Cigar Leach Hydrogen Mitigation Project

Process Hazard Analysis, Feasibility Study, Basic and Detailed Engineering, Commissioning

Orano Canada Inc. (AREVA Resources Canada Inc.) | Saskatchewan, Canada | May 2013 – September 2014

15-month condensed schedule from initial PHA to commissioning.

Leaching circuit upgraded to process high-grade uranium ore.

Project completed on-schedule and on budget with excellent safety record.


  • Orano’s McClean Lake facility is an existing uranium processing plant located in Northern Saskatchewan, Canada.
  • As a result of changing the uranium ore feed to a high-grade material, Orano’s laboratory testing program identified in the potential risk hydrogen evolution during leaching.
  • As a consequence, to hydrogen evolution, Orano became concerned that the existing leaching equipment may not be equipped with adequate safeguards to manage the hydrogen, which posed a safety risk.



  • Orano approached Hatch to assist with evaluating the design modifications for the McClean Lake leach circuit to ensure that it would be able to safely process the Cigar Lake high-grade uranium ores.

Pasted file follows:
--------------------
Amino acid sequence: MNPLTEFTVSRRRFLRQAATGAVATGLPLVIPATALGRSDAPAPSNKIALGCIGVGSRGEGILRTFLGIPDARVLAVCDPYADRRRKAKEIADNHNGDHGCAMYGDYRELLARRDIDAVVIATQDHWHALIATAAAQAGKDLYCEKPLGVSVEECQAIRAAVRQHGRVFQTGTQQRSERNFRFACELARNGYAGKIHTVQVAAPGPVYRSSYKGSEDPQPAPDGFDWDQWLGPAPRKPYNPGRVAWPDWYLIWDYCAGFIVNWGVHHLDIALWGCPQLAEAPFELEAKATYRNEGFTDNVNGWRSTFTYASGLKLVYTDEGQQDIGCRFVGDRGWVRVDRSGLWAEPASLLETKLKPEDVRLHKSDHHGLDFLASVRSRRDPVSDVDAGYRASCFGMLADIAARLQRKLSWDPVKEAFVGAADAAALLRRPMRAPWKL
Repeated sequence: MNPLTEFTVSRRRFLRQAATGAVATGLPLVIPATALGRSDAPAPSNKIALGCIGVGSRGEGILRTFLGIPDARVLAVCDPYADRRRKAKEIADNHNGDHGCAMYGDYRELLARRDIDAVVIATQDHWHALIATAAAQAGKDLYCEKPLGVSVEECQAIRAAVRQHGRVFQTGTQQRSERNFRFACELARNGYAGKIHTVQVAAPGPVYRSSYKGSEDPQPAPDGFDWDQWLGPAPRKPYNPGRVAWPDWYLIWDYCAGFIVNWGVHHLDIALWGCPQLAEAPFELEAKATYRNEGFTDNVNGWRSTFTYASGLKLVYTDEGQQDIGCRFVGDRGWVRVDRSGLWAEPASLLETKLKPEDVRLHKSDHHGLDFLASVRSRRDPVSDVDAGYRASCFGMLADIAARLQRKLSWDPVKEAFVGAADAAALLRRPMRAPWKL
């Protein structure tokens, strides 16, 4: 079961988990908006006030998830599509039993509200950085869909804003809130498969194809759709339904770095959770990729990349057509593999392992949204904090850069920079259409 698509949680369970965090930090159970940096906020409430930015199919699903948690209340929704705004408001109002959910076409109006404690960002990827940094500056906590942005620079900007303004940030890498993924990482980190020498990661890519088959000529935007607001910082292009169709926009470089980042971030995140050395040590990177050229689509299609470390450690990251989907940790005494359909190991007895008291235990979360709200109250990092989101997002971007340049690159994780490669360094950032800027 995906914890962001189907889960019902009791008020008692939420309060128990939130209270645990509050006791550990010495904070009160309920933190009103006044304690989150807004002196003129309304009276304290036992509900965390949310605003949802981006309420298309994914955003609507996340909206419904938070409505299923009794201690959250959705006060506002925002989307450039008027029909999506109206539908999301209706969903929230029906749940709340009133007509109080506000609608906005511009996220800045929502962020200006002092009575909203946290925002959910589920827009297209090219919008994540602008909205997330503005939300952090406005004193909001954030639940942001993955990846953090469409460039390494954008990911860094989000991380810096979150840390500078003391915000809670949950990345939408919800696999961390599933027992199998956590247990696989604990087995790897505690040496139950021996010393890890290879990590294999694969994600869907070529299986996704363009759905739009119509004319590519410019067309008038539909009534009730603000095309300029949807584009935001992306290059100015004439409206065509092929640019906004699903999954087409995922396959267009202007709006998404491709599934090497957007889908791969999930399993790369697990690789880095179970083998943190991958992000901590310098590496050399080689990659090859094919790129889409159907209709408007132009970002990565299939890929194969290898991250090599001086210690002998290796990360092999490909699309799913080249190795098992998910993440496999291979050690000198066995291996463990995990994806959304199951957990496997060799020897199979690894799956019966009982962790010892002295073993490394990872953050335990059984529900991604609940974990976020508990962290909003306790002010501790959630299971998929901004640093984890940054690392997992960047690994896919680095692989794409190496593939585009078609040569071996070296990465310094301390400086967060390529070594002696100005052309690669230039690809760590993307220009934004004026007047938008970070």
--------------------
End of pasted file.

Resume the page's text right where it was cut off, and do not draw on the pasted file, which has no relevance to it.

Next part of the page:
• Hatch’s High Pressure Metallurgy (HPM) practice commenced support with a process hazard assessment (PHA) review with the McClean Lake operations team, including process, operations, maintenance and engineering members.
  • The project required several trade-off studies to determine the best solutions to repurposing the existing process equipment and resolving the hydrogen concern.



  • The results of the PHA resulted in HPM completing a feasibility study (FEL3) and immediately progressing to basic engineering and detailed engineering (FEL4) for the proposed circuit upgrades.
  • Commissioning of the upgraded leach circuit was achieved in September 2014.
  • This was a brownfield, schedule driven project that included repurposing of existing process equipment, limited space for new process equipment, demolition of existing infrastructure, and effective design considerations to help optimize the overall schedule.
  • The modifications to the process equipment included:
    • Upgrading seven leach vessels with new agitators to provide adequate solid suspension and blending.
    • Design enhancements to enable slurry feed forward control.
    • Installation of hydrogen and oxygen analyzers.
    • Installation of dilution air and vent gas exhaust systems.
    • Installation of emergency back-up systems including repurposed diesel generators, uninterrupted power supply, and a passive nitrogen purge system.

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